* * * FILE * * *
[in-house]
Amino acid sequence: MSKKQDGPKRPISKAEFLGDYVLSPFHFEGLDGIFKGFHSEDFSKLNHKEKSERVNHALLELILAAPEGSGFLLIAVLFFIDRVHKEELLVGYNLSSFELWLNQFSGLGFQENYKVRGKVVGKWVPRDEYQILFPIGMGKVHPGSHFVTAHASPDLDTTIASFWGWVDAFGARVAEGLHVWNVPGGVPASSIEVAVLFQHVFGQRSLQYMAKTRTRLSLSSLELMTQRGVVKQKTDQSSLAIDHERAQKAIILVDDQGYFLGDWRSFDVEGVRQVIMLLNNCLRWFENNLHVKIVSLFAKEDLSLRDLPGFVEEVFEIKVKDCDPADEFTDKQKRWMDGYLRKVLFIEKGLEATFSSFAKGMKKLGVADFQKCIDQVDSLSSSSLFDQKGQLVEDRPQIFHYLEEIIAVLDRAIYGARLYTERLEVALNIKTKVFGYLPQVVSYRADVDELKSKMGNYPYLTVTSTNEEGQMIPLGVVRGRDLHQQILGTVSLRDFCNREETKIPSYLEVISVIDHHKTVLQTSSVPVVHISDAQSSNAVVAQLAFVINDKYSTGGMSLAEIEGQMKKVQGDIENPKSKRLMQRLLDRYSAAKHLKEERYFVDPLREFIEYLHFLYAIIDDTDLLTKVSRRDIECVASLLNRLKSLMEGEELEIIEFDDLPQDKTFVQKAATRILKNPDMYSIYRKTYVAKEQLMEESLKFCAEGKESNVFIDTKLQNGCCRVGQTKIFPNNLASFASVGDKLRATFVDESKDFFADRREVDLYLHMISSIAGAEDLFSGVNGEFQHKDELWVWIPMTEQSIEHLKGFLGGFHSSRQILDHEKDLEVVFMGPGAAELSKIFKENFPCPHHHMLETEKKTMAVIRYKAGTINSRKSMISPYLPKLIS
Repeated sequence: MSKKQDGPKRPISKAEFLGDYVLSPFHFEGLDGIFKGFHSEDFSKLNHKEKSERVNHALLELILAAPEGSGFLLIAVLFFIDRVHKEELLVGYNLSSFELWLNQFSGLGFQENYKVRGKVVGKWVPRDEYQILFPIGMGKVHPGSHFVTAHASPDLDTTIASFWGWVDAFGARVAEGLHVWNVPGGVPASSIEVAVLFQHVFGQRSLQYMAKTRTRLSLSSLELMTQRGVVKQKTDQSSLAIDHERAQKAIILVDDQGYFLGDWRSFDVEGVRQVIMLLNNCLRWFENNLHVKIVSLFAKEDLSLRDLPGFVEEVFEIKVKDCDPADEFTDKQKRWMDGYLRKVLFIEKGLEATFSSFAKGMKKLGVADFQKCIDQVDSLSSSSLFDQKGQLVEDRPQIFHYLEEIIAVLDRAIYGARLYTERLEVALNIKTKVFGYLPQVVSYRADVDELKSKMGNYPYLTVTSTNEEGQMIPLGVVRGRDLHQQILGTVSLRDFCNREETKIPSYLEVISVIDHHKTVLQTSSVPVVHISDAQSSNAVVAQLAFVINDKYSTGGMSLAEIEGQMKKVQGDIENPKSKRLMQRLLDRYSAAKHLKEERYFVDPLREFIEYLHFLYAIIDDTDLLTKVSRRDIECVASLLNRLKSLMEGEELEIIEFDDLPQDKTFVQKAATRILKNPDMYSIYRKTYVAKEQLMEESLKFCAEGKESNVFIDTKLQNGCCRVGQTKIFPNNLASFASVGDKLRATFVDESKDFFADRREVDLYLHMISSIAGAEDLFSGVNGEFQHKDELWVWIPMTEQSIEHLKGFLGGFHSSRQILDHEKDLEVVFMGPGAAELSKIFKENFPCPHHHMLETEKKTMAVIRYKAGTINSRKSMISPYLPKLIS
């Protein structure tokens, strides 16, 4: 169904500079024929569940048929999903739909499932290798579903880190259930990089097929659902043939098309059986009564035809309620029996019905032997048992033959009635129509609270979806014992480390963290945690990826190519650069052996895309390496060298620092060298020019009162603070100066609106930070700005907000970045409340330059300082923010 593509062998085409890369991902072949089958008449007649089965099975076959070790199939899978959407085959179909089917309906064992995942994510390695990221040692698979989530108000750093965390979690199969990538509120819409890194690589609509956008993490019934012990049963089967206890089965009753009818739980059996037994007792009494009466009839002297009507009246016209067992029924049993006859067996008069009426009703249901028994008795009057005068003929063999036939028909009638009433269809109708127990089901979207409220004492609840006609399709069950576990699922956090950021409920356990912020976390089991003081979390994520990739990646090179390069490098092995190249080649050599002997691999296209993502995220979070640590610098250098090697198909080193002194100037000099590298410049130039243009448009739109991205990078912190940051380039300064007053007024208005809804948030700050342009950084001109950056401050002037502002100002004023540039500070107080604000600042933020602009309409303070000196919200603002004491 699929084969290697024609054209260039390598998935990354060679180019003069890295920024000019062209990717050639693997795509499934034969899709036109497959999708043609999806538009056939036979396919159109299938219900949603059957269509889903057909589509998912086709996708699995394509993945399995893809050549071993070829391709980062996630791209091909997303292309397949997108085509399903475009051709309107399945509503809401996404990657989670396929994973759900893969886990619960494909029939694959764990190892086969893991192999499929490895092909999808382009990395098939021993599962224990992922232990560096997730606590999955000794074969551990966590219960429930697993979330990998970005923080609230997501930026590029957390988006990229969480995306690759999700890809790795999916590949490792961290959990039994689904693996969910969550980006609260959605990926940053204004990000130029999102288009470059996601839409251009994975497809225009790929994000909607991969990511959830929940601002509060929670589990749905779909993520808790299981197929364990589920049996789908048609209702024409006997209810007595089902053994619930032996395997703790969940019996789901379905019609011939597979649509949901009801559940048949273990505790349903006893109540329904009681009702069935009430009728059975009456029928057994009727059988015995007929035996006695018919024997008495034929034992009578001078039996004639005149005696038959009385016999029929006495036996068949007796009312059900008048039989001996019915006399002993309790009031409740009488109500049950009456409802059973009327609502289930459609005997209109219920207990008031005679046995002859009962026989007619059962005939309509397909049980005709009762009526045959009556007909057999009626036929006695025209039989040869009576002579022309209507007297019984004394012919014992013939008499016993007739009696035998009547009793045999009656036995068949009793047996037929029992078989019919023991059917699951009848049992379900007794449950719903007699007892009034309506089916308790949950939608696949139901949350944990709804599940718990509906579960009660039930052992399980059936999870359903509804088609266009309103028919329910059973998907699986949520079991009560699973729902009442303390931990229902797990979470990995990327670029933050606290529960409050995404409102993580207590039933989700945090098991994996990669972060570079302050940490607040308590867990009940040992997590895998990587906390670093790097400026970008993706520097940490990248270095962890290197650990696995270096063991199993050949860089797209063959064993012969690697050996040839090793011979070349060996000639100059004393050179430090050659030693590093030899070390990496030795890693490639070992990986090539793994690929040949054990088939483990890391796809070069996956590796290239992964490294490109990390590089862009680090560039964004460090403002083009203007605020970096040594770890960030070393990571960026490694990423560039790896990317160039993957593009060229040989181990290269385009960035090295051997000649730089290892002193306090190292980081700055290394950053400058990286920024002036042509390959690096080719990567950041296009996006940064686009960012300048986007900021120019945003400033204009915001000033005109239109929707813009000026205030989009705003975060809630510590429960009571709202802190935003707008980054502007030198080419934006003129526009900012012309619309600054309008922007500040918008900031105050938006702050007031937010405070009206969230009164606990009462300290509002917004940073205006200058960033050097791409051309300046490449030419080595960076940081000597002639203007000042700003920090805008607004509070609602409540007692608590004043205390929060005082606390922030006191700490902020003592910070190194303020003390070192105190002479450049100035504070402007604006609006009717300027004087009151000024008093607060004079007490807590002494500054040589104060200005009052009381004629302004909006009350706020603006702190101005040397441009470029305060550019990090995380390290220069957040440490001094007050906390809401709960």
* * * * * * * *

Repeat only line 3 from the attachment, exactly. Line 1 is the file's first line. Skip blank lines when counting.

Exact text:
Repeated sequence: MSKKQDGPKRPISKAEFLGDYVLSPFHFEGLDGIFKGFHSEDFSKLNHKEKSERVNHALLELILAAPEGSGFLLIAVLFFIDRVHKEELLVGYNLSSFELWLNQFSGLGFQENYKVRGKVVGKWVPRDEYQILFPIGMGKVHPGSHFVTAHASPDLDTTIASFWGWVDAFGARVAEGLHVWNVPGGVPASSIEVAVLFQHVFGQRSLQYMAKTRTRLSLSSLELMTQRGVVKQKTDQSSLAIDHERAQKAIILVDDQGYFLGDWRSFDVEGVRQVIMLLNNCLRWFENNLHVKIVSLFAKEDLSLRDLPGFVEEVFEIKVKDCDPADEFTDKQKRWMDGYLRKVLFIEKGLEATFSSFAKGMKKLGVADFQKCIDQVDSLSSSSLFDQKGQLVEDRPQIFHYLEEIIAVLDRAIYGARLYTERLEVALNIKTKVFGYLPQVVSYRADVDELKSKMGNYPYLTVTSTNEEGQMIPLGVVRGRDLHQQILGTVSLRDFCNREETKIPSYLEVISVIDHHKTVLQTSSVPVVHISDAQSSNAVVAQLAFVINDKYSTGGMSLAEIEGQMKKVQGDIENPKSKRLMQRLLDRYSAAKHLKEERYFVDPLREFIEYLHFLYAIIDDTDLLTKVSRRDIECVASLLNRLKSLMEGEELEIIEFDDLPQDKTFVQKAATRILKNPDMYSIYRKTYVAKEQLMEESLKFCAEGKESNVFIDTKLQNGCCRVGQTKIFPNNLASFASVGDKLRATFVDESKDFFADRREVDLYLHMISSIAGAEDLFSGVNGEFQHKDELWVWIPMTEQSIEHLKGFLGGFHSSRQILDHEKDLEVVFMGPGAAELSKIFKENFPCPHHHMLETEKKTMAVIRYKAGTINSRKSMISPYLPKLIS